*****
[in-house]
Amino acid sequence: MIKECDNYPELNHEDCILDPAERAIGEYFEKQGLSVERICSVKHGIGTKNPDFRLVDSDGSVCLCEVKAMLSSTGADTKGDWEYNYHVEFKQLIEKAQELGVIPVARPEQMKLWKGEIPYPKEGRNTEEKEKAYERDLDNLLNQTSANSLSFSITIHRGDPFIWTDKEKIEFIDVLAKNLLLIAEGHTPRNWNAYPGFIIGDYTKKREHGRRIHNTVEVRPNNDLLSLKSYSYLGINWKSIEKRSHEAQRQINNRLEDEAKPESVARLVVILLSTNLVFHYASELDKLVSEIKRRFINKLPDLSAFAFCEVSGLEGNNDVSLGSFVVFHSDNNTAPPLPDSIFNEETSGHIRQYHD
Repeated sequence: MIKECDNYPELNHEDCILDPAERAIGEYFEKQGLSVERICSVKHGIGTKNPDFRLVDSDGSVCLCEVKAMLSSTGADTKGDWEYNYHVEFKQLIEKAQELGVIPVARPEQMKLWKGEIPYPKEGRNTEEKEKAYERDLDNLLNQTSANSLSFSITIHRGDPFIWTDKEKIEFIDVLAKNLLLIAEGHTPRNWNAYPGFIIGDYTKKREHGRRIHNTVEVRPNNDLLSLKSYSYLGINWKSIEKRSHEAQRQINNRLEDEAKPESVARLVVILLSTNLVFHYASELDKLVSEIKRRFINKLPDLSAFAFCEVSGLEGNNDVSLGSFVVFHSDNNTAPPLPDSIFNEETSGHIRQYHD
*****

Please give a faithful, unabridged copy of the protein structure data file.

[in-house]
Amino acid sequence: MIKECDNYPELNHEDCILDPAERAIGEYFEKQGLSVERICSVKHGIGTKNPDFRLVDSDGSVCLCEVKAMLSSTGADTKGDWEYNYHVEFKQLIEKAQELGVIPVARPEQMKLWKGEIPYPKEGRNTEEKEKAYERDLDNLLNQTSANSLSFSITIHRGDPFIWTDKEKIEFIDVLAKNLLLIAEGHTPRNWNAYPGFIIGDYTKKREHGRRIHNTVEVRPNNDLLSLKSYSYLGINWKSIEKRSHEAQRQINNRLEDEAKPESVARLVVILLSTNLVFHYASELDKLVSEIKRRFINKLPDLSAFAFCEVSGLEGNNDVSLGSFVVFHSDNNTAPPLPDSIFNEETSGHIRQYHD
Repeated sequence: MIKECDNYPELNHEDCILDPAERAIGEYFEKQGLSVERICSVKHGIGTKNPDFRLVDSDGSVCLCEVKAMLSSTGADTKGDWEYNYHVEFKQLIEKAQELGVIPVARPEQMKLWKGEIPYPKEGRNTEEKEKAYERDLDNLLNQTSANSLSFSITIHRGDPFIWTDKEKIEFIDVLAKNLLLIAEGHTPRNWNAYPGFIIGDYTKKREHGRRIHNTVEVRPNNDLLSLKSYSYLGINWKSIEKRSHEAQRQINNRLEDEAKPESVARLVVILLSTNLVFHYASELDKLVSEIKRRFINKLPDLSAFAFCEVSGLEGNNDVSLGSFVVFHSDNNTAPPLPDSIFNEETSGHIRQYHD